Book: A Christmas Journey Home: Miracle in the Manger

A Christmas Journey Home: Miracle in the Manger by Kathi Macias
Reviewed by Lori Twichell
Genre: religious fiction
Publisher: New Hope Publishers
Publication Dates: October 5, 2011

 

Isabella Alcantara has had a life filled with love and plagued with violence and danger. Pregnant with her first child, she knows that there’s little hope that they will have a safe and happy life. She’s starving and her husband is barely able to keep food on the table. After a morning visit with her family, she goes back to her home to try and figure out what needs to happen next. No matter what she considers, nothing prepares her for the news that comes with a frantic knock on the door. Her entire family has been killed – gunned down in a gang war. No one survived except for her elderly abuelo who lives somewhere else. Isabella’s world is now settled on quicksand.

 

When her abuelo (grandfather) comes to her with his life savings and tells her that he wants she and her husband to escape to America with a coyote (illegal smuggler) she thinks he’s crazy, but her husband, Francisco is in agreement with her grandfather. So, leaving the only life she’s ever known, she sets off with men of questionable integrity with all the money and belongings they own and sets her sights on the United States.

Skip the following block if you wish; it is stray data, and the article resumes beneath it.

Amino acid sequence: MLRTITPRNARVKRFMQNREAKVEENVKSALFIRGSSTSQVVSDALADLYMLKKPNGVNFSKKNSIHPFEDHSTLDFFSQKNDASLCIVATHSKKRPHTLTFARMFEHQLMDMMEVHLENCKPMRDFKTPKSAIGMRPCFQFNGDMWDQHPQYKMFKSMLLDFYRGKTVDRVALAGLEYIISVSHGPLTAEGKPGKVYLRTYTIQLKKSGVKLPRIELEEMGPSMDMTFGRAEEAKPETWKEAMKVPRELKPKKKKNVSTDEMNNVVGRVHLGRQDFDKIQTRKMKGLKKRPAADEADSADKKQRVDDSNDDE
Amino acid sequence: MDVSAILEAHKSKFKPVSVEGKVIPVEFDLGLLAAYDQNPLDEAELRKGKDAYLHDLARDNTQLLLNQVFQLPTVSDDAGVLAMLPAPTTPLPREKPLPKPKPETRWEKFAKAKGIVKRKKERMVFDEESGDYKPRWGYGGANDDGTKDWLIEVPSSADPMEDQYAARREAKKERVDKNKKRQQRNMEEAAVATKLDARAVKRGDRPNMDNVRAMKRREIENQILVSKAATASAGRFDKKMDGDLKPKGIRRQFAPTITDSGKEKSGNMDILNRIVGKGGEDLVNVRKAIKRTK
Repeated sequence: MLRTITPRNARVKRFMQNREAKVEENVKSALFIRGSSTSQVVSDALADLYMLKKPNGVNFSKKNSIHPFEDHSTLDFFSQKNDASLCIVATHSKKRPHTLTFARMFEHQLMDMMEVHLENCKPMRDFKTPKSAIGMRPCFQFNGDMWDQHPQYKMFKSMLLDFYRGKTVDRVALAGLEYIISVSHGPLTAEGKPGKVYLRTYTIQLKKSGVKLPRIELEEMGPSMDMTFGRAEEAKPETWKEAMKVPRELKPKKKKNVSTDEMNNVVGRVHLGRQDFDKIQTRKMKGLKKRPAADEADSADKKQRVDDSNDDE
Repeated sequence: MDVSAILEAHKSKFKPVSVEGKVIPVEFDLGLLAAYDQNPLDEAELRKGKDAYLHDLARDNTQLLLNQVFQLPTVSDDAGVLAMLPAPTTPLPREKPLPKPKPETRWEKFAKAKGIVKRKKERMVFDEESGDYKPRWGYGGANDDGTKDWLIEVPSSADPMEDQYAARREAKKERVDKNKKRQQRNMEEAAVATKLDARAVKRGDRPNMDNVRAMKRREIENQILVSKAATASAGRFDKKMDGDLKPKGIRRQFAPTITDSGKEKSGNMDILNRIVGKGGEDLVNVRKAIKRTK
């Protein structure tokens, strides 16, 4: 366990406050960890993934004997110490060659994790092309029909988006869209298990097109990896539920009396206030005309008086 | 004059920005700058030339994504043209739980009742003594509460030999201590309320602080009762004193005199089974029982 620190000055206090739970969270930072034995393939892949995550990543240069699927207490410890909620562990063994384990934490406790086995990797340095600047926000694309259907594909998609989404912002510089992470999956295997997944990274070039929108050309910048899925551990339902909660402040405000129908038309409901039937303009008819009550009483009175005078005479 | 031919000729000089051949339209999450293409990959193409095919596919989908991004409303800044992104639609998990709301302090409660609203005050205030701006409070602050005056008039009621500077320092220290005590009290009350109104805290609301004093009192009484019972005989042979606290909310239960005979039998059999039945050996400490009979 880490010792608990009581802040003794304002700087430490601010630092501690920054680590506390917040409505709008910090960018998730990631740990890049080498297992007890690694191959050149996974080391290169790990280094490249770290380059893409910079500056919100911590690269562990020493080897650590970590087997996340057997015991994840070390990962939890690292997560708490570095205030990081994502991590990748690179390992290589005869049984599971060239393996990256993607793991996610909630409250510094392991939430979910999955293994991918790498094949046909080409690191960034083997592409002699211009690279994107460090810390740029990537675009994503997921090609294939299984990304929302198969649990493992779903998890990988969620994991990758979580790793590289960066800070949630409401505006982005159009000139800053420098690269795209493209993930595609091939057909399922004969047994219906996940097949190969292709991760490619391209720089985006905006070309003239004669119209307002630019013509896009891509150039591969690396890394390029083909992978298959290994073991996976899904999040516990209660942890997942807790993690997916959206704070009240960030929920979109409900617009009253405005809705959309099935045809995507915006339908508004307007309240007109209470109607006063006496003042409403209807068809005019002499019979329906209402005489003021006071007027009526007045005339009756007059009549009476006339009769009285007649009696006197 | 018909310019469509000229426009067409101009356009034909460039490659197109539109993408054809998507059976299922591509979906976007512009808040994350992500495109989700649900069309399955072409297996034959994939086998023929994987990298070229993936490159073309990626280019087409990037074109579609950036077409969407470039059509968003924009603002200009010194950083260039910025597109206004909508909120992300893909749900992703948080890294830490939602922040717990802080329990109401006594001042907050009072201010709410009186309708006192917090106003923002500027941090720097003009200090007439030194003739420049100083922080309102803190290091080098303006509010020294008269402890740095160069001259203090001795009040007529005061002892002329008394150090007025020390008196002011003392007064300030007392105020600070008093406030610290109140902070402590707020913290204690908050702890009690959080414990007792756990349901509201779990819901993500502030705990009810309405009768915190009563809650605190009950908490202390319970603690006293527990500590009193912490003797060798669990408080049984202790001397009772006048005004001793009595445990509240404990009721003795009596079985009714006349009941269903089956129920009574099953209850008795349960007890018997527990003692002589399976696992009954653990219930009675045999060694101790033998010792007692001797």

In Arizona, Miriam Nelson is angry with God and disgusted with her life. Living in a huge ranch house with a sprawling spread of land, she spends her days taking care of the ranch and doing her best to survive with her son, David. She is angry with God though and she has no issues with telling Him so. You see God let her husband die and left her alone to pick up their dream. Not only that, he was killed by illegal immigrants – giving her even more reason to spend her life angry and vengeful about the loss she’s suffered.

 

Kathi Macias weaves a tale of two worlds living mere miles apart in this beautiful story of survival and redemption. Though they could not be more opposite in their cultures and their stories, ultimately, it’s difficult to separate the agonizing loss and terrible circumstances both women have suffered.

 

A quick pace partnered with a compelling story that will have you frantically turning pages to see what happens next makes this an exceptional read. Macias once again delivers honest details without airbrushing or tempering. It’s real. It’s hard hitting. And it’s gorgeous. The characters are rich and heartfelt. The dialogue is honest and the Biblical foundation is impeccable.

 

Macias delivers in this amazing twist on the Christmas story that will leave you breathless and filled with a painful sense of hope and expectation.

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